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5 Things To Know When Buying A Home In Oregon: 2019/2020 Update

5 Things to Know When Buying a Home in Oregon: 2019/2020 Update

Summary: With only four months left until the end of the year and start of a new one, we thought it might be helpful to publish an updated housing market report for Oregon home buyers. Here are five things you should know when buying a house in Oregon in 2019 and 2020.

  1. Oregon home prices are slowing down, but still rising
  2. Loan limits have increased
  3. Mortgage rates are also expected to rise
  4. A down payment of 20% is not always necessary
  5. Housing inventory is still tight in most cities

1. Oregon home prices are slowing down, but still rising.

Home price appreciation has been the big story in Oregon for the last couple of years. Housing markets across the state have outpaced the national average, in terms of price appreciation. This is true for the broader Pacific Northwest as well.

In fact, Washington and Oregon posted the biggest year-over-year gains of any state in the country, during 2016 and 2017. And while prices appear to be slowing down a bit, they are expected to continue rising throughout 2020.

That’s the first thing you should know about buying a home in Oregon in 2019 and 2020. If you postpone your purchase until later in the year, you could encounter higher housing costs.

2. Loan limits have increased.

As we’ve written in previous blog posts, the loan limits for Oregon have been increased for 2019. Federal housing officials increased the limits for conventional, FHA and VA loans, in response to rising home values.

In 2019, the conforming loan limit for most counties in Oregon rose to $484,350. FHA loan limits will range from $314,827 to $477,250, depending on the county where the house is located.

Note: Home buyers with sufficient income can borrow more than these maximum amounts. When a home loan exceeds the limits for the county where the home is located, it is referred to as a jumbo mortgage loan.

3. Mortgage rates are also expected to rise.

As if rising home prices weren’t enough to get the attention of Oregon home buyers, economists are also predicting a gradual increase in mortgage rates. Freddie Mac expects mortgage interest rates to average 4.1% for 2019, dipping to an average of 4.0% in 2020 for 30-year fixed-rate mortgages. Related: Best loans for Oregon buyers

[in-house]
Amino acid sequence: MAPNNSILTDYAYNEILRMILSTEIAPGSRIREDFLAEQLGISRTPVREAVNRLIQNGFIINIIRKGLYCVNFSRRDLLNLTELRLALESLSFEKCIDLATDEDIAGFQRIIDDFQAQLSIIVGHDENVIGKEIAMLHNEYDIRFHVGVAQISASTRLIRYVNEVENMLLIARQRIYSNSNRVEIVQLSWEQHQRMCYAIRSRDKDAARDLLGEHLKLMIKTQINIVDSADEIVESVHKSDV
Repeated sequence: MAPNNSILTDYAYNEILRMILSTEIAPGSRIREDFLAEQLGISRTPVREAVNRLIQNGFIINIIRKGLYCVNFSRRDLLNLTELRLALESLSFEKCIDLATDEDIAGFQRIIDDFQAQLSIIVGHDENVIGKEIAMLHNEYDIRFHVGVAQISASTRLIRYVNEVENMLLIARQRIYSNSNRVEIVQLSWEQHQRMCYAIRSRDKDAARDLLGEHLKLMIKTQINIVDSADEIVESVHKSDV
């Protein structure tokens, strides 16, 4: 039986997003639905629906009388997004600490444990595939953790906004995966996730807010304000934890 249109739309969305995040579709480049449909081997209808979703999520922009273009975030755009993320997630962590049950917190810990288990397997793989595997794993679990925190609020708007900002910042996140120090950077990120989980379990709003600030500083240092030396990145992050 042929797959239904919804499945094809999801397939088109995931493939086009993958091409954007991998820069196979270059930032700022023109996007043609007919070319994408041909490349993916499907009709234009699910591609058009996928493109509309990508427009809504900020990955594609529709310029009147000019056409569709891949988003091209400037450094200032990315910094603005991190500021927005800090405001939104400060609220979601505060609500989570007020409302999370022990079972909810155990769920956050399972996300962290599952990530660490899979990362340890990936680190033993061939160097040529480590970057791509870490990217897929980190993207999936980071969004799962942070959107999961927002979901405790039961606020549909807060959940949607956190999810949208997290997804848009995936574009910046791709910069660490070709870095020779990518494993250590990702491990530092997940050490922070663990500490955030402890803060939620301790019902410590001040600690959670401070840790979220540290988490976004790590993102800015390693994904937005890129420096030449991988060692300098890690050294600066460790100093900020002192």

This is another important trend to watch, as it could affect anyone buying a home in Oregon in 2019 and 2020.

Live Oregon Mortgage Rates Sep, 21, Sat, 2019

4. A down payment of 20% is not always necessary.

Surveys conducted by real estate industry groups over the last year have shown that many home buyers think they have to put down at least 20% when buying a house. But that’s not true.

These days, some mortgage programs allow for a down payment as low as 3%. The FHA requires just 3.5% of the purchase price. The VA home loan program for military folks offers 100% financing.

Additionally, home buyers are often able to use down-payment funds from a third-party donor, in the form of a gift. This is something to be aware of when buying a house in Oregon in 2019 and 2020.

5. Housing inventory is still tight in most cities.

The supply-and-demand situation in housing markets across Oregon has been lopsided in recent years. There has been plenty of demand from buyers, but not enough inventory to meet it. These supply shortages have boosted home prices while fueling fierce competition among buyers.

And while these trends will likely continue in 2019 and 2020, to some degree, they should improve somewhat. New home construction has ramped up over the last year or so, but it’s still not enough to balance the real estate market.

For many years, many centers throughout Oregon have been experiencing a shortage of inventory. Many buyers have been in the market, but tight inventory to serve them.

Yet while the majority of these markets are still relatively low in inventory, historically speaking, the state has seen some growth in housing supply over the past couple of years. These days, buyers in certain parts may have more homes to choose from.

While the inventory crunch is most severe in Portland, similar conditions have been reported in other parts of the state. This too will affect those who are planning to buy a home in Oregon in 2019 and 2020.

Need a loan? Will you need mortgage financing to buy a home in Oregon? We can help. Sammamish Mortgage has been serving buyers across the Pacific Northwest for more than 25 years. We offer a wide variety of mortgage products and programs with flexible qualification criteria. Please contact us today with any financing-related questions you have.

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